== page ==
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Recycled Classic — worth persevering with?

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I picked up a Macintosh Classic at an electronic waste roundup the other week. Despite the case being badly discoloured and giving a RAM-related Sad Mac on boot, I could tell that the Quantum HD was still spinning and the display is really sharp.

 

The machine has its problems, and I'm wondering if it's worth refurbing. Your advice/opinions on the following are welcomed:

  • Capacitors — I recapped the logic board and replaced the PRAM battery. The logic board caps had all leaked, and cleaning up the mess was not fun. The battery, though dead, hadn't leaked.
  • The Fishy Smell — The analogue board looks clean, and the display is steady and sharp. The machine still smells pretty rancid when it warms up, though. I thought I'd cleaned all of the capacitor goo off the logic board (even the stuff crusted under the SCSI controller), but maybe the smell is some left over.
  • Floppy Drive — the SuperDrive doesn't recognize formatted disks. If you let it format one, it clicks through all 80 tracks formatting, then verifies, then reverifies, then spits the disk out with an error. I haven't cleaned the heads or done any of the lubrication tricks yet.
  • RAM — the two 30 pin SIMMs on the daughtercard don't seem to be recognized, so unless I set the jumper to “SIMM not present”, I get the Sad Mac. I tried alternative SIMMs from a local salvage place, but got mostly the same errors. As is, I'm stuck with 2 MB until I work out what's up. Do these daughtercards ever fail?
  • Case — cosmetically horrid, with yellow discoloration on the main case and keyboard.

So display, hard drive (completely with slightly messed-up 7.1 installation), keyboard and mouse are fine. I realise that an 8 MHz 68000 ain't all that, so I'm wondering if further work on this is worth the effort.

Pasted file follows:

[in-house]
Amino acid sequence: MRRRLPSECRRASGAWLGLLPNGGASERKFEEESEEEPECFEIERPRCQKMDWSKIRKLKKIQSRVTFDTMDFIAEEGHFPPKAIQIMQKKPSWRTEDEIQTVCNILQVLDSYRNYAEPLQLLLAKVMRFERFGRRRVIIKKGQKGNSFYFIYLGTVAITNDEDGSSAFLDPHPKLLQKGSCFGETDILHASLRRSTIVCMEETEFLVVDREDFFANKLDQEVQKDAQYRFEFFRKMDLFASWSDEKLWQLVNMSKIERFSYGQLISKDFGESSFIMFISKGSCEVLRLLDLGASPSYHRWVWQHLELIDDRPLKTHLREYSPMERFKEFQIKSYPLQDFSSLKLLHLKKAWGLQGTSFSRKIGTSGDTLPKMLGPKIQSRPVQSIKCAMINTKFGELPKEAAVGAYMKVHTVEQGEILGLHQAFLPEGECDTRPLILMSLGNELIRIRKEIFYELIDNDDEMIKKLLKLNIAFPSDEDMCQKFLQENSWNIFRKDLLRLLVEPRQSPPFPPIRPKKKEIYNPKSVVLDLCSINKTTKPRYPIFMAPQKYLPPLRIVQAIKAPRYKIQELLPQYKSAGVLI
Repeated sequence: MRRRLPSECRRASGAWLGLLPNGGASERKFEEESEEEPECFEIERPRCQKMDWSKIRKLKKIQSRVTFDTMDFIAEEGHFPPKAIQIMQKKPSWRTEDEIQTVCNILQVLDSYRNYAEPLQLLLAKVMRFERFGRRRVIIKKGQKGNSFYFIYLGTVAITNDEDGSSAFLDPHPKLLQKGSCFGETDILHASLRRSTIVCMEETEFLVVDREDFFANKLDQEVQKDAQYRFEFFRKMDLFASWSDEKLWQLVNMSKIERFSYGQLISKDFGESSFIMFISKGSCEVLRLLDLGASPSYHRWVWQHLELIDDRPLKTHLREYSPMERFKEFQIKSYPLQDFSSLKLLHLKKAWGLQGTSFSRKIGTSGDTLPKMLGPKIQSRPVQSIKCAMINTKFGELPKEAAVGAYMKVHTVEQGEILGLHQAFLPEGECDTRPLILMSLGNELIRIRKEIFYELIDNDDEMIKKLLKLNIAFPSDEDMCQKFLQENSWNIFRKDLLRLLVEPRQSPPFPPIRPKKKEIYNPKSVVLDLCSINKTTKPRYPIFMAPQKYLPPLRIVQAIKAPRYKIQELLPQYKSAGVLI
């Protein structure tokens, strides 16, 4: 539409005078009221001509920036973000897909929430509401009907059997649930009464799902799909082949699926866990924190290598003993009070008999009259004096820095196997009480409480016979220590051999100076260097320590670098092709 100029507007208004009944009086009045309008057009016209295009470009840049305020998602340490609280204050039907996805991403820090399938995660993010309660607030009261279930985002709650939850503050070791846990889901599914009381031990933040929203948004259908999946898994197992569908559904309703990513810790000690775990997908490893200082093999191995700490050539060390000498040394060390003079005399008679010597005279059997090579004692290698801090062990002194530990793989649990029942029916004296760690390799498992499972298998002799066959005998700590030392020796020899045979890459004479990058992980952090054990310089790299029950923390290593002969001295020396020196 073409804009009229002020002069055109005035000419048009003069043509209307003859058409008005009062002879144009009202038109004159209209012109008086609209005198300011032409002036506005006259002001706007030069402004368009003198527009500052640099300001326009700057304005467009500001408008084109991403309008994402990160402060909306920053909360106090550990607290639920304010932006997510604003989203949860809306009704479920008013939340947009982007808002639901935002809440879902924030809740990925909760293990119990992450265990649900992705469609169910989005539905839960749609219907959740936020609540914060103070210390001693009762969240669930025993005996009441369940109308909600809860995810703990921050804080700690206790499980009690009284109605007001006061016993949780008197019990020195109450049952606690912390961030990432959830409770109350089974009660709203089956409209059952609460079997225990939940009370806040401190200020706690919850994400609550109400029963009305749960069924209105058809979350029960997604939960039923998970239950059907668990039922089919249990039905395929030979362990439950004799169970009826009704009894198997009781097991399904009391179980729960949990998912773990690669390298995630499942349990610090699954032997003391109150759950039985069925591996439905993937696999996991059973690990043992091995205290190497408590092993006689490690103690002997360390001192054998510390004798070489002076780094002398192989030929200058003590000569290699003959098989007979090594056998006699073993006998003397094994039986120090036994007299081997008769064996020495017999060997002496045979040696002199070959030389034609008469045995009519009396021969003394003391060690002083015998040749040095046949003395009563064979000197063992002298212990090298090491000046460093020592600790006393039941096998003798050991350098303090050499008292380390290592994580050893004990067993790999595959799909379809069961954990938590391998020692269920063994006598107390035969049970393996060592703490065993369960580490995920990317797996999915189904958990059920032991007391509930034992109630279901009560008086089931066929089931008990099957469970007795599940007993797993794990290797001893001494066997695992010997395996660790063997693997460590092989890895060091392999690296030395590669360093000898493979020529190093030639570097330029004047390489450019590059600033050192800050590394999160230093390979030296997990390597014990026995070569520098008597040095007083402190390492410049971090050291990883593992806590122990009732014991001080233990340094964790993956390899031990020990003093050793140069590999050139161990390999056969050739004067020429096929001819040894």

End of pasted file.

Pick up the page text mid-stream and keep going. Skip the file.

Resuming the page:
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It sounds like you're well on your way and given the work you've already done it's a machine worth saving.

 

As far as the floppy drive and RAM daughtercard not working, it wouldn't be the first time that a floppy drive appeared to work but didn't, ditto for the daughtercard.  If cleaning/lubricating the floppy drive doesn't get it working properly, replacement drives are cheap and plentiful.  The daughtercard may have succumbed to static electricity (I lost a ROM SIMM that way) or it could have taken a hit when the caps leaked originally.  They pop up for sale somewhat regularly and if you can't find one there's probably someone on here with a bunch who'd be willing to part with one.

 

The case is probably the most involved.  If you're going to retr0bright it there are a number of threads on here with solid instructions for doing so, though it's a lot of trial and error.

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You definitely need to save it!

 

About your RAM issue: Since it works without any SIMMs connected, I'd say the SIMMs themselves are faulty. It's much easier to electronically damage chips on the SIMMs than traces on the daughterboard, especially since there are no battery or capacitor on that vertical board.

 

According to Larry Pina's Mac Classic & SE repair, you can use two-chip SIMMs, rated 100ns or faster. "You may also be able to use 100ns, 1M DIP SIMMS, provided they're no taller than 1 1/16 inches. Physically larger 1 5/16-inch, 1M DIP SIMMs tend not to fit the 30° socket."

 

Try replacing SIMMs, and see if it makes a difference. Do you have a 'full' Sad Mac error code? 

Sometimes, this happens:

post-2677-0-54084700-1468522676_thumb.png

 

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"All Macs Matter."

 

 

With that said, it is well worth it furbishing. I found a Classic II in the trash heap a couple of years ago and I got it up and running after getting the needed parts, and spending time cleaning and recapping. The Audio is gone (broken trace somewhere on the logic board), but that is fine with me as I use it for visual things and not audio things.

 

My adventures of that is somewhere in the Classic Mac Forum Threads in Summer 2014 or so.

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The floppy drive sounds like it might need a head cleaning. I have a floppy disk (actually several!) for the purpose and little bottles of solution, and I have to clean heads all the time. I expect you can clean the heads by hand but I don't trust myself not to break something. Relubing is always good, but is more likely to fix ejection problems than reading problems.

 

RAM: Have you tried cleaning the contacts on the daughterboard? Or, as others have said, the daughterboards are pretty commonly available, often with the extra RAM included. If testing the SIMMs, make sure you try some known good SIMMs, since the ones from the salvage place might be bad if you haven't tested them elsewhere.